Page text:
Book Review | My 2nd Historical by a #ChocLit author I already love “Fool’s Gold” by Zana Bell #ChocLitSaturdays

Posted Saturday, 24 October, 2015 by jorielov , , 0 Comments

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Acquired Book By:

I am a ChocLit reviewer who receives books of my choice in exchange for honest reviews! I received a complimentary copy of “Fool’s Gold” from ChocLit in exchange for an honest review! I did not receive compensation for my opinions or thoughts shared herein. 

On wanting to continue reading Bell’s historicals:

Being able to return to New Zealand is quite the treat – as I fell in love with this country through friendship, as I used to correspond with two girls who lived on opposite ends of the country. One appreciated city life whereas the other one grew up on a farm where her family was self-sufficient and able to live off the land. It was a wonderful exchange of letters and conversations, whilst getting to see the differences between the two girls and thus, how where they lived provided them each with a different perspective as a whole.

Whenever I can ‘visit’ a country where a friend of mine has lived (either in the present or past) it’s a special treat indeed as I haven’t had the chance to hop a plane and visit the countries in person. This is one reason postal correspondences are quite dear to me; they allow you the grace of bringing the world closer to home and by introducing you to friends who stay with you through the tides of life. I had to smile when Ms Bell mentioned appreciating writing about Kiwis because one of my friends used to hand-write her letters on Kiwi stationery.

In regards to reading my second historical by Ms Bell, the pleasure is mine! After reading Close to the Wind my mind was lit afire with a happiness of finding a writer who knew exactly what I was hoping to find inside a high seas epic romance! I loved the combination of her settings and the interactions between Georgiana and Trent, as she gave us such a welcoming depth of their character’s evolving journey.

Here is a short quote from my review which I believe explains what I’m referencing:

There is a sudden depth of knowledge ebbing out of Trent’s past life which provides a kaleidoscope of emotions; as you presumed he lived his life more of a pirate than a gent. A glimpse into his rough-hewn past reveals a vulnerable vein of humanity. It’s the choices that each have to make in successive chapters which will give way to where their fates are directing them. I personally was enthralled from the first chapter until the last — not wanting the action, the danger, or the intrigue to let up even an inch! This is definitely an enjoyable read for those who like a bit of a daring risk towards seeking freedom of its most innocent ideal! As much as it is an exposition on self-identity and the assurances we all seek to understand where we belong.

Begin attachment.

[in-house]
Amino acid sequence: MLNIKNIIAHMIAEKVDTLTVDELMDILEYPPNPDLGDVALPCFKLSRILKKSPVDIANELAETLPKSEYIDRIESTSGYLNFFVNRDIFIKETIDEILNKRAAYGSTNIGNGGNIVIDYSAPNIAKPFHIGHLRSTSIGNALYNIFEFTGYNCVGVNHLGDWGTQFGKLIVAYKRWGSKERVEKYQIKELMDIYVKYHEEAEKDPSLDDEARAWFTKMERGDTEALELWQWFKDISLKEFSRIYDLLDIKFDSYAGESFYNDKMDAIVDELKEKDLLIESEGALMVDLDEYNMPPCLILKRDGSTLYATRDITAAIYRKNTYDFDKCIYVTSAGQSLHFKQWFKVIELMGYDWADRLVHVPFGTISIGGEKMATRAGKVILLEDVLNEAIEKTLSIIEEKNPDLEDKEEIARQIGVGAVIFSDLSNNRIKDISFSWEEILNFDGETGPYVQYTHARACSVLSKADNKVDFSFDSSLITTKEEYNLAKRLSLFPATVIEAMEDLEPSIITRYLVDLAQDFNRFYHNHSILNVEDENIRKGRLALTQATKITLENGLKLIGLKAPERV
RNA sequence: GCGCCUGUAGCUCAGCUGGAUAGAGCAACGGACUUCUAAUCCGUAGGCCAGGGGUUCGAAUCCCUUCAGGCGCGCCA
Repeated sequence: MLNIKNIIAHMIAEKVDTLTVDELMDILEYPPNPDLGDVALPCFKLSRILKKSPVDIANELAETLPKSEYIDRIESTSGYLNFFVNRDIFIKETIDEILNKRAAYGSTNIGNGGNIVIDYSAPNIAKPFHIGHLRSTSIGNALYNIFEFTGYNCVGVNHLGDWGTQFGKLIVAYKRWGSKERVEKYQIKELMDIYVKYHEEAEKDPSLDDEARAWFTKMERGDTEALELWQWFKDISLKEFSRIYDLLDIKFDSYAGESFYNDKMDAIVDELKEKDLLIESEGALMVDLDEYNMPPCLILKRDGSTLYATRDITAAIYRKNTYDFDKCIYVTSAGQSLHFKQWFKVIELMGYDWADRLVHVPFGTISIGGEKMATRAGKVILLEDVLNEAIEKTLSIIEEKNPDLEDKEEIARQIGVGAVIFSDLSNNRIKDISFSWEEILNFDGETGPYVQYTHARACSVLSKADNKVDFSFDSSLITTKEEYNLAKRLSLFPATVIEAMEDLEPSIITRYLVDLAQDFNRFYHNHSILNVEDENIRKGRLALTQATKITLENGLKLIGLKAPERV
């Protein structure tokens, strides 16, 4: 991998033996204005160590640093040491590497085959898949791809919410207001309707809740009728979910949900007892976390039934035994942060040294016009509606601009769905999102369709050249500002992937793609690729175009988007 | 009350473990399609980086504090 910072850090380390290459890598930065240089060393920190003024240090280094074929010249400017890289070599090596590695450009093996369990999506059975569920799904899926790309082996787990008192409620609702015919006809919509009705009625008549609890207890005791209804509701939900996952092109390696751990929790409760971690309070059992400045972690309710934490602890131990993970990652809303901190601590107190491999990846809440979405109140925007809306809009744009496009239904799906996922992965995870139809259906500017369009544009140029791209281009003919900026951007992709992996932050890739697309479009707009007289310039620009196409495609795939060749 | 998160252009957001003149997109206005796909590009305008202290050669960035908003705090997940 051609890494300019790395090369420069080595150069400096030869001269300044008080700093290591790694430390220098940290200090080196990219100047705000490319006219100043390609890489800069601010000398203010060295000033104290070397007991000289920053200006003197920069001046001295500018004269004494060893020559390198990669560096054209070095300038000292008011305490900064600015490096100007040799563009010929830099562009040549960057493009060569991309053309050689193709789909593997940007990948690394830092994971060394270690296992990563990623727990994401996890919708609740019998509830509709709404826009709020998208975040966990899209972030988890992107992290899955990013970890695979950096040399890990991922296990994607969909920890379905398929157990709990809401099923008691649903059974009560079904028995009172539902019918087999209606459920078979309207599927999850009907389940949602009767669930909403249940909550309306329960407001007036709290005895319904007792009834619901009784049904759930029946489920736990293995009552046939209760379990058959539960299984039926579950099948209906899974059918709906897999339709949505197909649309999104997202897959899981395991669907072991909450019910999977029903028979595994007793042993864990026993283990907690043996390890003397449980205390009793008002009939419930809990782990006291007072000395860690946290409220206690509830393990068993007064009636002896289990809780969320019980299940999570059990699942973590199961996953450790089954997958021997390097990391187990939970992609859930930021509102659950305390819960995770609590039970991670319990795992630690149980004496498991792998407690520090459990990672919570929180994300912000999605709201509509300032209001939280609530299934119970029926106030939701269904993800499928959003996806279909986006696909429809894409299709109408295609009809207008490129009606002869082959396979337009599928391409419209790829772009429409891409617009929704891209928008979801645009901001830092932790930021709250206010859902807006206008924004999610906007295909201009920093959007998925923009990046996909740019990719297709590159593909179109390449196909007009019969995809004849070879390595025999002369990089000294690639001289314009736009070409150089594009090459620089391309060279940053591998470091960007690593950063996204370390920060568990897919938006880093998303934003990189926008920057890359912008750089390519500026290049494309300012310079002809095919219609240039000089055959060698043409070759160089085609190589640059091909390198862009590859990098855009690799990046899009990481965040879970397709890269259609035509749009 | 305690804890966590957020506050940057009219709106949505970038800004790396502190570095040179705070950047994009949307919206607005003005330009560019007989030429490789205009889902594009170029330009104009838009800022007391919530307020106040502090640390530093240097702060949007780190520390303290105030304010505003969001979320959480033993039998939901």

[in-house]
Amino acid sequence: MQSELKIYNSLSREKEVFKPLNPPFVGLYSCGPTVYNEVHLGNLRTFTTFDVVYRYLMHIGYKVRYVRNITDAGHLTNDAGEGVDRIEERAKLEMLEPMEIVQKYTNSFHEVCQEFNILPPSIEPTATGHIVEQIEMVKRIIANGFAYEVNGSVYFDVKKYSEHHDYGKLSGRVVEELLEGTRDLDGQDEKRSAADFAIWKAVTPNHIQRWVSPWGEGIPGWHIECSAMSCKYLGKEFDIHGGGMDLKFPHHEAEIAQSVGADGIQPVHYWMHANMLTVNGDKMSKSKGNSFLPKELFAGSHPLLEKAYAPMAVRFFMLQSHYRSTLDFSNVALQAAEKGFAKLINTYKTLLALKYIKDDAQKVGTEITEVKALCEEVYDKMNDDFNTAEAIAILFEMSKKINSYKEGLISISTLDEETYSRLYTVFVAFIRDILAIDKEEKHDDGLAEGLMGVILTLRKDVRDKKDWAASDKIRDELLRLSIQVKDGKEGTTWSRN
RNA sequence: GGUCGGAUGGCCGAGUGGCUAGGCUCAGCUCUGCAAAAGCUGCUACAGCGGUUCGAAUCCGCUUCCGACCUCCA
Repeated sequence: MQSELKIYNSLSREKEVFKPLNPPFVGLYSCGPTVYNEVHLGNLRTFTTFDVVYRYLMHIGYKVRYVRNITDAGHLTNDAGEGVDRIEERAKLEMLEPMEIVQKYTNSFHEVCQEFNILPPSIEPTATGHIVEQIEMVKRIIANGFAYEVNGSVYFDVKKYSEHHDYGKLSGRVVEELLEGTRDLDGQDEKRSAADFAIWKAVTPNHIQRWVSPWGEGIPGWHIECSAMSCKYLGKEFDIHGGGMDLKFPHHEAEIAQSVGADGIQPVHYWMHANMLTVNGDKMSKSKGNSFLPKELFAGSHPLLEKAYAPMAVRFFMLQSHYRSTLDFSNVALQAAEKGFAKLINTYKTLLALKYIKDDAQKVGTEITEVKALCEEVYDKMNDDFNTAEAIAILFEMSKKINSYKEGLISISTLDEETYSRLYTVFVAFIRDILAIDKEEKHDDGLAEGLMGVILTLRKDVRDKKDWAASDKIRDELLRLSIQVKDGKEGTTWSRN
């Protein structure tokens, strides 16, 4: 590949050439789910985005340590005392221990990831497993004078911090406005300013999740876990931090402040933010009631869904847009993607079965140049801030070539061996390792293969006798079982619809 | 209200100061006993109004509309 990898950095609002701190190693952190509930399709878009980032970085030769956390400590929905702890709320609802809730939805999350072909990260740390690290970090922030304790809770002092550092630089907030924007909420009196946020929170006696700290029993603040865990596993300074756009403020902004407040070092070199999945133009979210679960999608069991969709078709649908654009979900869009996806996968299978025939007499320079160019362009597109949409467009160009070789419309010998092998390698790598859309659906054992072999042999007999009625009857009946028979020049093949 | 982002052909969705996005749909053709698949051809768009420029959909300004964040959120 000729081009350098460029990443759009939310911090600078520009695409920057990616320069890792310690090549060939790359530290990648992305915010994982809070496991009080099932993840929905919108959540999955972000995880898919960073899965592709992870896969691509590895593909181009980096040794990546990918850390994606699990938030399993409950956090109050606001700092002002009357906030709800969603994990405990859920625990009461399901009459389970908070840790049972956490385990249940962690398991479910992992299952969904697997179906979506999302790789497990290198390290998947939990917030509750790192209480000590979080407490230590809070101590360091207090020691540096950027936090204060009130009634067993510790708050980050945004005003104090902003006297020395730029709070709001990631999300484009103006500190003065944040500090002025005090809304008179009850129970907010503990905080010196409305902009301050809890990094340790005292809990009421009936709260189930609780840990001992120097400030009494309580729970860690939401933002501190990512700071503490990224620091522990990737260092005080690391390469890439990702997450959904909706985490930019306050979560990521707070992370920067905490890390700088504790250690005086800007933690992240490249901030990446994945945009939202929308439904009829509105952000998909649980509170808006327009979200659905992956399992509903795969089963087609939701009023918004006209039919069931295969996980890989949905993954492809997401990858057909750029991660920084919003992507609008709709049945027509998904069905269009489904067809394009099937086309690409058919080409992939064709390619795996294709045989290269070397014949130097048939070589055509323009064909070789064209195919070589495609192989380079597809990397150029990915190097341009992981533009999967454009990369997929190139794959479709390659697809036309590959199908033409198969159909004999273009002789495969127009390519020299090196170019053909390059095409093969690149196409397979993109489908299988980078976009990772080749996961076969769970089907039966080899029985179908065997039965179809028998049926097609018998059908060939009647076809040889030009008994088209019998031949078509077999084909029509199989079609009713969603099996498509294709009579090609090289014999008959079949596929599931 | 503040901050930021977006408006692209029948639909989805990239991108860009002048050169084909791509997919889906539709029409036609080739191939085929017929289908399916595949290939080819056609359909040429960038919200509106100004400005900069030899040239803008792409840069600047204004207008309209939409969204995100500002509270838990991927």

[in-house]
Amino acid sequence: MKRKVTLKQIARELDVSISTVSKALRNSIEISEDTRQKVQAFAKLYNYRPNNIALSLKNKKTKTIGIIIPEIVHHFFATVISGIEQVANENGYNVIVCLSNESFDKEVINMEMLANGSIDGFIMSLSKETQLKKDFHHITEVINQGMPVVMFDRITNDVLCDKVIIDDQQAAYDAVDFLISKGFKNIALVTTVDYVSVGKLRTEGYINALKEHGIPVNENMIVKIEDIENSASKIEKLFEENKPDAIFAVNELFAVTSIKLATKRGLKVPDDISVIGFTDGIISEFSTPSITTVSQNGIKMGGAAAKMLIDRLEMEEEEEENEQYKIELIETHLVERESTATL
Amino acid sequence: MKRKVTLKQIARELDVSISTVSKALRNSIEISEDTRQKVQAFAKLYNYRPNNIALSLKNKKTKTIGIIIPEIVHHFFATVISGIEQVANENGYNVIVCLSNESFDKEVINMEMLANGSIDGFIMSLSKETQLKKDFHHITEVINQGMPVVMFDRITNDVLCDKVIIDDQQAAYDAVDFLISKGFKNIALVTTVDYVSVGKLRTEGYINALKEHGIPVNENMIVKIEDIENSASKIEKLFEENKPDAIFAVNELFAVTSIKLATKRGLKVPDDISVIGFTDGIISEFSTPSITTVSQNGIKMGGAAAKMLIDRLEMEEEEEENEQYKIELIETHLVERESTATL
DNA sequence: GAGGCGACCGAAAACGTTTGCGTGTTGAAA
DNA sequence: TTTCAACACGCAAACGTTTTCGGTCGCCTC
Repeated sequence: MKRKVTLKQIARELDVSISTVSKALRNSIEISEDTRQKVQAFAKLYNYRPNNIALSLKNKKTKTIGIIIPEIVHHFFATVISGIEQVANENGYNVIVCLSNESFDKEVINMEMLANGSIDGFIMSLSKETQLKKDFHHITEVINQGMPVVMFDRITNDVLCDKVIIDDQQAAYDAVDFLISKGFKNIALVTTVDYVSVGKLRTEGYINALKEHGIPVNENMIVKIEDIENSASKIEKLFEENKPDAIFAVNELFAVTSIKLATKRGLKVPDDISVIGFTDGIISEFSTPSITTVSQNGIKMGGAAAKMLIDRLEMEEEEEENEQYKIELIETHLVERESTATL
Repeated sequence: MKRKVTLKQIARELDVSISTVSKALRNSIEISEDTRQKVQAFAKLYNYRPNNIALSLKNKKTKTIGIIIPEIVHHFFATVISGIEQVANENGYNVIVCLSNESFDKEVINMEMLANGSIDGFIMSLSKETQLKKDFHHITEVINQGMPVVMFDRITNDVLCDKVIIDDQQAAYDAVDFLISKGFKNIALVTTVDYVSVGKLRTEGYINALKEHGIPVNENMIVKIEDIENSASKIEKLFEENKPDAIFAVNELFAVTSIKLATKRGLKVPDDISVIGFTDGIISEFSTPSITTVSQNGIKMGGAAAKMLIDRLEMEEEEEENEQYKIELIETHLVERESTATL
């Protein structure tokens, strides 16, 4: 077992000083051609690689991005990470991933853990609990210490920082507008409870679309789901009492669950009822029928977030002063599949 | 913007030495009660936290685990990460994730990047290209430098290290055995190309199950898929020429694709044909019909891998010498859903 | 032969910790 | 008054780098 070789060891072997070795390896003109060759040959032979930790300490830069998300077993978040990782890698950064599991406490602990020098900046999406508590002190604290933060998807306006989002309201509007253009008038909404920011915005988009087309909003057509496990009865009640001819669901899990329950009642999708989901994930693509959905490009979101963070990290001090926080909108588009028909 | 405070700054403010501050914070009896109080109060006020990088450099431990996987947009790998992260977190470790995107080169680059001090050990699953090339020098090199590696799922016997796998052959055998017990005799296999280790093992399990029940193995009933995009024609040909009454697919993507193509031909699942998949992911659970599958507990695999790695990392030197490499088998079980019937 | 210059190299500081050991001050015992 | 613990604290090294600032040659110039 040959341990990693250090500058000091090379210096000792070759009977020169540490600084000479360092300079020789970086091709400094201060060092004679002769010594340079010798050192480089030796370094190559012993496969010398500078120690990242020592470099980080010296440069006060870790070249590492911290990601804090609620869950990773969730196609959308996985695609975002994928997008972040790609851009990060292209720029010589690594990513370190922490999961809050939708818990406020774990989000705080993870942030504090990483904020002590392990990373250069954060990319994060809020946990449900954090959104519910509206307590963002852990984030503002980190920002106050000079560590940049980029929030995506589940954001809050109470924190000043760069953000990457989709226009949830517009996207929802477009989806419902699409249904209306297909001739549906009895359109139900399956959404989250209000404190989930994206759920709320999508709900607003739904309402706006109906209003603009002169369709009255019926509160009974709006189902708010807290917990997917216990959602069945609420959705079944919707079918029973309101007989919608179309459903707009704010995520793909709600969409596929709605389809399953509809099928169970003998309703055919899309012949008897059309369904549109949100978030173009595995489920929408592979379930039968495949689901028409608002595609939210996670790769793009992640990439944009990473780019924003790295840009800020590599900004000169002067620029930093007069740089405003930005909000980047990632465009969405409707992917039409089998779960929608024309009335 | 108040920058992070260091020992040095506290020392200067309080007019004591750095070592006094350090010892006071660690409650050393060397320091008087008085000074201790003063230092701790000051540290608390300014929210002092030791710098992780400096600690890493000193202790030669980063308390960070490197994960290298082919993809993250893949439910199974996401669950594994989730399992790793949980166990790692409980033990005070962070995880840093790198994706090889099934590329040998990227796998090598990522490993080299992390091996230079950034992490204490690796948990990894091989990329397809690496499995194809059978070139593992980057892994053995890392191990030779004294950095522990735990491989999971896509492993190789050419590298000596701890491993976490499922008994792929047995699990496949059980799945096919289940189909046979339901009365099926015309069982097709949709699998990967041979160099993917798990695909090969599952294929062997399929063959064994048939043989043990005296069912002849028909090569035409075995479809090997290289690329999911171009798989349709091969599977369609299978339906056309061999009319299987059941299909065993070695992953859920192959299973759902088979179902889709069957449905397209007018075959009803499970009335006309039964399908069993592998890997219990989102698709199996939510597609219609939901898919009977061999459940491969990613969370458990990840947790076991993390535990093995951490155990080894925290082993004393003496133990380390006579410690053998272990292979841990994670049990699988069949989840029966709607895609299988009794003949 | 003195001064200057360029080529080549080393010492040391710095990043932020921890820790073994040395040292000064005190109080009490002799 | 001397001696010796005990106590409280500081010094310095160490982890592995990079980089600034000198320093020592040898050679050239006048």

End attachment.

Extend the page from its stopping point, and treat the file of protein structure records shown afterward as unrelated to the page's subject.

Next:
This next novel by Bell has already garnished quite a heap of attention and notoriety by the time it’s reached my hands to read. I sort of had a sense this novel might resonate with readers – I loved it from the moment I first read the synopsis because I liked how the set-up of the plot sounded. Sometimes you gather a proper sense about novels before you read them; this surely was one of those for me! I’m thankful and full of thanksgiving for being able to read it a year after it’s release.

Coffee and Tea Clip Art Set purchased on Etsy; made by rachelwhitetoo.Book Review | My 2nd Historical by a #ChocLit author I already love “Fool’s Gold” by Zana Bell #ChocLitSaturdaysFool's Gold
by Zana Bell
Illustrator/Cover Designer: Berni Stevens
Source: Direct from Publisher

Love – is it worth its weight in gold?

It’s 1866 and the gold rush is on. Left to fend for herself in the wilds of New Zealand’s west coast, Lady Guinevere Stanhope is determined to do whatever it takes to rescue her ancestral home and restore her father’s good name.

Forced out of his native Ireland, Quinn O’Donnell dreams of striking gold. His fiercely held prejudices make him loath to help any English person, let alone a lady as haughty and obstinate as Guinevere. But when a flash flood hits, Quinn is compelled to rescue her, and their paths become entwined in this uncharted new world.
Though a most inconvenient attraction forms between them, both remain determined to pursue their dreams, whatever the cost.

Will they realise in time that all that glitters is not gold?

Genres: Historical Fiction, Historical Romance

Places to find the book:

Borrow from a Public Library

Add to LibraryThing